Resources

 

Books:

 

Baker, John F. The Washingtons of Wessyngton: Stories of My Family’s Journey to Freedom. Atria Books, 2009.

 

Beckert, Sven. Empire of Cotton: A Global History. Knopf Doubleday Publishing Group, 2015.

 

Clinton, Catherine. The Plantation Mistress: Woman’s World in the Old South. Pantheon Books, 1982.

 

Cooling, B. Franklin. To the Battles of Franklin and Nashville and Beyond: Stabilization and Reconstruction in Tennessee and Kentucky, 1864-1865.Knoxville: University of Tennessee Press, 2011.

 

Fanto Deetz, Kelley. Bound to the fire: How Virginia’s Enslaved Cooks Helped Invent American Cuisine. University Press of Kentucky, 2017.

 

Groom, Winston. Shrouds of Glory: Atlanta to Nashville: The Last Great Campaign of the Civil War. New York: Atlantic Monthly Press, 1995.

 

Doyle, Don Harrison. Nashville in the New South, 1880-1930. Knoxville: University of Tennessee Press, 1985.

 

Doyle, Don Harrison. New Men, New Cities, New South: Atlanta, Nashville, Charleston, Mobile, 1860-1910. Chapel Hill: University of North Carolina Press, 1990.

 

Durham, Walter T. Reluctant Partners: Nashville and the Union, July 1, 1863, to June 30, 1865. Nashville: Tennessee Historical Society, 1987.

 

Durham, Walter T. Nashville, the Occupied City: The First Seventeen Months, February 16, 1862, to June 30, 1863. Nashville, Tenn.: Tennessee Historical Society, 1985.

 

Jacobs, Harriet Ann. Incidents in the Life of a Slave Girl: An Autobiographical Account of an Escaped Slave and Abolitionist. USA: First Skyhorse Publishing, 2015.

 

Lee, Dan. Thomas J. Wood: A Biography of the Union General in the Civil War. Jefferson, N.C.: McFarland & Co., 2012.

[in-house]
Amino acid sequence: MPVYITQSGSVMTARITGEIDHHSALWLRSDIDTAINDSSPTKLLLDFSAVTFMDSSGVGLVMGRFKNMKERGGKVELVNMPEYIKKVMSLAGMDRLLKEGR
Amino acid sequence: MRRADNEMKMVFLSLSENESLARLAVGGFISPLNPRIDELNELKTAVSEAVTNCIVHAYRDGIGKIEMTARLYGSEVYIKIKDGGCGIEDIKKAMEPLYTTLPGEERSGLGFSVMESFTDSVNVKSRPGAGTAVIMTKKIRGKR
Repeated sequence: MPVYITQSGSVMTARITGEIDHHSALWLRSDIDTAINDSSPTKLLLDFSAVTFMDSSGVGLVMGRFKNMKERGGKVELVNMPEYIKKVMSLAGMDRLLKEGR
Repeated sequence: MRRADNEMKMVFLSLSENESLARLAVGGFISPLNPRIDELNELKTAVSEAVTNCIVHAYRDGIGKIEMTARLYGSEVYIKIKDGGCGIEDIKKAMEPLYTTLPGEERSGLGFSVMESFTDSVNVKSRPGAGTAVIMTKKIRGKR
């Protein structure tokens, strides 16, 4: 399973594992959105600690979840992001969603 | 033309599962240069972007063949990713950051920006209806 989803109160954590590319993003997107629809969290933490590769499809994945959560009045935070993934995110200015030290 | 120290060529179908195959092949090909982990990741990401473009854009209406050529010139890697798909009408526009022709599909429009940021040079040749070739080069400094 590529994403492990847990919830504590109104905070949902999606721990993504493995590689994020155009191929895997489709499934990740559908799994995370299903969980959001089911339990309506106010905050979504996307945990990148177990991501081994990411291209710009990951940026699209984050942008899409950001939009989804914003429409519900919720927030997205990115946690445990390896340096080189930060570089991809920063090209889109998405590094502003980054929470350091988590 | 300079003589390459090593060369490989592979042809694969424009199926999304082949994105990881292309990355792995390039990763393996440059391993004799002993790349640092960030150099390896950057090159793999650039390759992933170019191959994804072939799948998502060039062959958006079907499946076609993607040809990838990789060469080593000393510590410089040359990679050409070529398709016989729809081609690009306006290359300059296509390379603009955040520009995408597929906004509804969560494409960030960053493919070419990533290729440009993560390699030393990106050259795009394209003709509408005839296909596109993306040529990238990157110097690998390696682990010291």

McDaniel, Karina, and Aubrey C Watson. Nashville Then & Now. London: Pavilion, 2014.

 

Morton-Young, Tommie. Black America Series: Nashville Tennessee. Charleston, SC: Arcadia Publishing, 2000.

 

Smith, Michael Thomas. The 1864 Franklin-Nashville Campaign: The Finishing Stroke. Santa Barbara, California: Praeger, an imprint of ABC-CLIO, LLC, 2014.

 

Weld, Theodore Dwight. American Slavery as it is: Selections from the Testimony of a Thousand Witnesses. Mineola, NY: Dover Thrift Editions, 2017.

 

Online:

 

Born in Slavery: Slave Narratives from the Federal Writers' Project, 1936 to 1938 (includes a section on Tennessee). Library of Congress. https://www.loc.gov/collections/slave-narratives-from-the-federal-writers-project-1936-to-1938/about-this-collection/

 

Chronicling America. http://chroniclingamerica.loc.gov/. This online archive includes many early Tennessee Newspapers including the Nashville Globe (an African American newspaper published between 1910 and 1930).

 

Isaac Franklin Further Sources - https://tennesseeencyclopedia.net/entries/isaac-franklin/

https://www.nps.gov/places/franklin-and-armfield-office.htm

 

Nashville Public Library - http://www.library.nashville.org/

 

Tennessee Encyclopedia.net - https://tennesseeencyclopedia.net/

 

Tennessee State Library and Archives (TSLA) - http://sos.tn.gov/tsla/history

 

Understanding Slavery Initiative: Supporting the Teaching and Learning of Transatlantic Histories and Legacies. http://www.understandingslavery.com/index.html

 

Elopement Packages at Belmont Mansion

Intimate and elegant wedding ceremonies are popular at Belmont Mansion! 

 

Visit BelmontMansionEvents.com to review options to Elope in Nashville at Belmont Mansion. 

Affordable Nashville Elopements start here!

GPS ADDRESS

Belmont Blvd & Acklen Avenue 

Nashville, TN 37212

MAILING ADDRESS

1900 Belmont Blvd

Nashville, TN 37212

615-460-5459

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The architecture of Belmont Mansion makes it one of the most significant homes of 19th century Tennessee.

Sold by the Acklen family in 1887, the house went to a developer who began one of Nashville’s early suburbs.

It was then purchased by two women who in 1890 started a college which evolved into Belmont University. Today the Belmont Mansion Association, which was formed in 1972, owns the collection, runs the museum, and shares this unique story of 19th century Nashville with visitors from far and near.

Photos by Ed Houk